If you like garlic, you will love aioli. One of the tangiest sauces in French cuisine, it is one of those recipes that is very quick and easy to make at home.
Having several relatives in the South of France in Provence where the aioli sauce is very popular, I have to say I have eaten many an aioli. The etymology of the word comes from the French word ail (meaning “garlic”) and huile (meaning “olive”).
So as you can imagine, like many other dishes from Provence, the emphasis is on using a lot of garlic, olive oil, and herbs in the traditional aioli recipe. Pair that with fresh vegetables from the farmers’ market grown under the summer sun, and you have the makings of a meal that has become a staple in this part of the world.
What is aioli?
If you wander through the city of Marseille on the French Riviera, you will see plenty of restaurant menus proudly declaring that they serve “aioli”. But aioli is not actually a dish in itself, it is a sauce.
Aioli is a version of mayonnaise, with a lot more garlic in it. The mayonnaise part is made by mixing egg yolks and olive oil till it emulsifies, with it turning into aioli once the garlic is added. For mayonnaise in France, we usually add a vinegar and dijon mustard, while in aioli we add lemon.
There is some debate as to which was invented first, aioli or mayonnaise in the late 18th century, when both versions started appearing in French cook books. Other similar French sauces are the hollandaise and the béarnaise.
The classic garlic aioli from Provence is used to accompany steamed or poached fish caught fresh from the Mediterranean and lightly seasoned with herbs, olive oil and lemon. It is also usually served with steam fresh vegetables like carrots, potatoes, asparagus, or any other vegetable that is in season. (A rather simple French cooking principle, but it works!)
What does aioli taste like?
I should note that a traditional French aioli has a very strong taste of garlic. It has a bite to it, in the sense that you will not want to stick a spoonful of aioli in your mouth.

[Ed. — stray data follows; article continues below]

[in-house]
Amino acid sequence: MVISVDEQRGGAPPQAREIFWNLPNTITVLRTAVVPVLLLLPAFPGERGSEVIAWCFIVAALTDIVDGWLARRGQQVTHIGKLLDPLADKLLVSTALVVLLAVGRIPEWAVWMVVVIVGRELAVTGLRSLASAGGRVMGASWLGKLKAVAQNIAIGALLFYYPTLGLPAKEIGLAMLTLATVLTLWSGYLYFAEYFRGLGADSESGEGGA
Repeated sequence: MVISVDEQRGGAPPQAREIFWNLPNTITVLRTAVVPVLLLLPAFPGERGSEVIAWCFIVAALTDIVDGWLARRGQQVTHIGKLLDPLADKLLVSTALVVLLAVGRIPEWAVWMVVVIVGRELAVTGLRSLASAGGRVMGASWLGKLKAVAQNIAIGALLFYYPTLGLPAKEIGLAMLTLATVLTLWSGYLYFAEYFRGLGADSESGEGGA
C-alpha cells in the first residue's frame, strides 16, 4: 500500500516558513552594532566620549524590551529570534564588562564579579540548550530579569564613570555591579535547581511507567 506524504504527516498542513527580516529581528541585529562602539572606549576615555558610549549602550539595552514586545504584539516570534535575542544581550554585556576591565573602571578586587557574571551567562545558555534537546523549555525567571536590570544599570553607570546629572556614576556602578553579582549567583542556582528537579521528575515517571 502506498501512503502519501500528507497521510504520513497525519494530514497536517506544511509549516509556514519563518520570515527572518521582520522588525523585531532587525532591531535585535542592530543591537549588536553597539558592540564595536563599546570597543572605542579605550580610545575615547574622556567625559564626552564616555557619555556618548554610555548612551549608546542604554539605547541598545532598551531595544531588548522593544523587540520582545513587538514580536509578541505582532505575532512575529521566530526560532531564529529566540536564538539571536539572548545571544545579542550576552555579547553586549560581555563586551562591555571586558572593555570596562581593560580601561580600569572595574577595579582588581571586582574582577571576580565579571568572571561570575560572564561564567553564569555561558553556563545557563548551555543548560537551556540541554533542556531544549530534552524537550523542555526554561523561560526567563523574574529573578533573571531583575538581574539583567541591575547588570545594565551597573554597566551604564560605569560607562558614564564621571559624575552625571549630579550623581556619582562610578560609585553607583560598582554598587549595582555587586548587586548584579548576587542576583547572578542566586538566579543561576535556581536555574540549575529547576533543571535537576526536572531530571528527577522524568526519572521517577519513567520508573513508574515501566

The aioli sauce is meant to add flavor to the rest of the meal, which is usually just steamed fish and vegetables, without many herbs or enhancements. The idea is that the rest of the plate is rather bland, and you add as much aioli to each mouthful as you wish to liven up the tastebuds. (The French version of sriracha sauce, if you will!)
Along with aioli, other sauces from this area are tomato provençale sauce, the pistou, and the rouille. The rouille sauce also has an abundance of garlic, and is served with bouillabaisse, except an aioli is less spicy.
If you do not want as strong a garlic taste, but still want the sauce to have a bite to it, you can reduce the amount of garlic and instead add a teaspoon of French dijon mustard.
Aioli in other countries
Similar versions of aioli exist in other countries along the Mediterranean sea. The most common term in Spain is alioli, an adaptation from Catalan, although it is also called ajoaceite, ajiaceite, ajolio or ajaceite.
In Malta, arjoli or ajjoli is commonly made with the addition of either crushed galletti (a type of cracker) or tomato.
Frequently asked questions
What to serve with Aioli?
Aioli is usually prepared and served with steamed or poached codfish, lightly seasoned with herbs, olive oil and lemon. But you can also try it with other fishes sea bass, crab cakes, shrimp or other types of seafood.
As a side, add steamed fresh vegetables like carrots, potatoes, asparagus, or other vegetables that are in season.
What drinks to serve with it?
Can you freeze and store it for later?
No, since it contains raw eggs, I would not recommend freezing it.
You can however prepare it in advance and store it in a jar for a few days, leaving it in the fridge rather than the freezer.
- 6 cloves of crushed garlic
- 2 egg yolks
- 25cl (1 cup) of olive oil
- juice of 1/2 lemon
- pinch of salt and pepper
- (Optional) Teaspoon of dijon mustard
- Peel the garlic and then crush it in a mortar with a pestle. `
- In a bowl, whisk in the egg yolks and gradually add the olive oil until you make a mayonnaise-like sauce.
- Add in the crushed garlic, salt, pepper, and lemon juice, as you mix and whisk.
- Set aside once the aioli is smooth and serve when ready.
Adjust the garlic taste of the aioli based on personal preference. If you do not want as strong a garlic taste, reduce the amount of garlic and instead add a teaspoon of French dijon mustard.
Nutrition Information:Yield: 4 Serving Size: 1
Amount Per Serving: Calories: 102Total Fat: 6gSaturated Fat: 1gTrans Fat: 0gUnsaturated Fat: 4gCholesterol: 92mgSodium: 68mgCarbohydrates: 11gFiber: 1gSugar: 8gProtein: 2g
Note: We are not certified nutritionists and these estimates are approximate. Each individual’s dietary needs and restrictions are unique to the individual. You are ultimately responsible for all decisions pertaining to your health. This website is written and produced for informational purposes only.
If you enjoyed that, check out our other classic French recipes that are easy to prepare. Bon appétit and à bientôt !
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